Poisson and Negative
Binomial Regression

The
purpose of this session is to show you how to use R's procedures for count
models including Poisson adn Negative Binomial
Regression. We also show how to do various tests for overdispersion
and for discriminating between models.

#
We use McCullagh and Nelder's
data on ship accidents. The variables
are:

#
Type = Ship type

#
TA, TB, TC, TD, TE = Ship Type indicators

#
T6064, T6569, T7074, T7579 = Year constructed indicators

#
O6074, O7579 = Years operated indicators

#
Months = Measure of service amount

#
Acc = Accidents.

library(car)

library(stats)

library(MASS)

#
Now let's read in the data. Note that there are some missing data defined by
".". R expects

#
missing data to be coded NA. So we have changed the
missing value code on input here.

rm(list = ls())

ShipAccidents <- read.table("Documents/My
Teaching/Maximum Likelihood/Data/ShipAccidents.txt",

header=TRUE, na.strings=".")

attach(ShipAccidents)

#
Let's go ahead and remove the missing values from the dataset.

detach(ShipAccidents)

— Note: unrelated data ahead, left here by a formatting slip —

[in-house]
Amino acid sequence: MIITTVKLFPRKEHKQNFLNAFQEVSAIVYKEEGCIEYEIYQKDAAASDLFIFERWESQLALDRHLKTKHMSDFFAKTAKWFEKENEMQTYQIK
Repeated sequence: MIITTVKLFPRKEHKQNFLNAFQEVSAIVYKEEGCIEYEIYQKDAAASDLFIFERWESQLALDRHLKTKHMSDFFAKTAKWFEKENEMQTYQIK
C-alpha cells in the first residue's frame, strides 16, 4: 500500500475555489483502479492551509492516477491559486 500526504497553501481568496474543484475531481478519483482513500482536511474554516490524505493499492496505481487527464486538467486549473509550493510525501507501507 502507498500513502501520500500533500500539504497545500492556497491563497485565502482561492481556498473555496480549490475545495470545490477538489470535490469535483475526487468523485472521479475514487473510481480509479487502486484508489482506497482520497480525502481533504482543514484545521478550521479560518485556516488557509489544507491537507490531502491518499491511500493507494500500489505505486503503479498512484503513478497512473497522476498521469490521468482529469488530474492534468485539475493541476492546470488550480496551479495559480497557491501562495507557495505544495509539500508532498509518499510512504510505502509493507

ShipAccidents <- na.omit(ShipAccidents)

attach(ShipAccidents)

#
First let's do some descriptive statistics on the data just to confirm what is

#
obvious from looking at the data (there are a lot of
zeros).

summary(ShipAccidents)

library(e1071)

skewness(Acc)

kurtosis(Acc)

qqPlot(Acc,
dist= "norm", labels=FALSE)

#
These are discrete data, so let's do a histogram of their distribution.

#
And, just for fun, let's also superimpose non-parametric regression lines.

hist(Acc,
probability=T, ylab='Density')

lines(density(Acc), lwd=2)

points(Acc, rep(0, length(Acc)), pch="|")

box()

lines(density(Acc,
adjust=.5), lwd=1)

# Note that the discrete data are non-normal and
cannot be approximated by a normal distribution.

#
They are both skewed and kurtotic. This implies the
need for some model other than a normal

#
distribution. Which model? is
the next question. We'll attempt to answer this question later.

#
Let's begin by doing the estimation using the Poisson model. Again, we use the Zelig interface

#
to R. Replicating McCullaugh
and Nelder, we include months of service logged in
the analysis

ShipAccidents$Logmonths <- log(Months)

detach(ShipAccidents)

attach(ShipAccidents)

library(Zelig)

poisson.out <- zelig(Acc ~ TB + TC + TD + TE +
T6569+ T7074 + T7579 + O7579 + Logmonths,

model = "poisson", data = ShipAccidents)

summary(poisson.out)

poissonsummary.out <- summary(poisson.out)

#
McCullagh and Nelder assert
that the coefficient on Logmonths is known to be 1.
Let's do a

#
Wald test for whether the coefficient on Logmonths is
consistent with their assertion.

b <- poissonsummary.out$coefficients[,1]

v <- poissonsummary.out$cov.unscaled

r <- rbind(c(0,0,0,0,0,0,0,0,0,1))

q <- 1

j <- nrow(r)

Wald
<- t(r%*%b-q) %*% solve (r %*% v %*% t(r)) %*% (r%*%b-q)

Wald

Waldpvalue <- 1-pchisq(Wald,
df=j)

Waldpvalue

#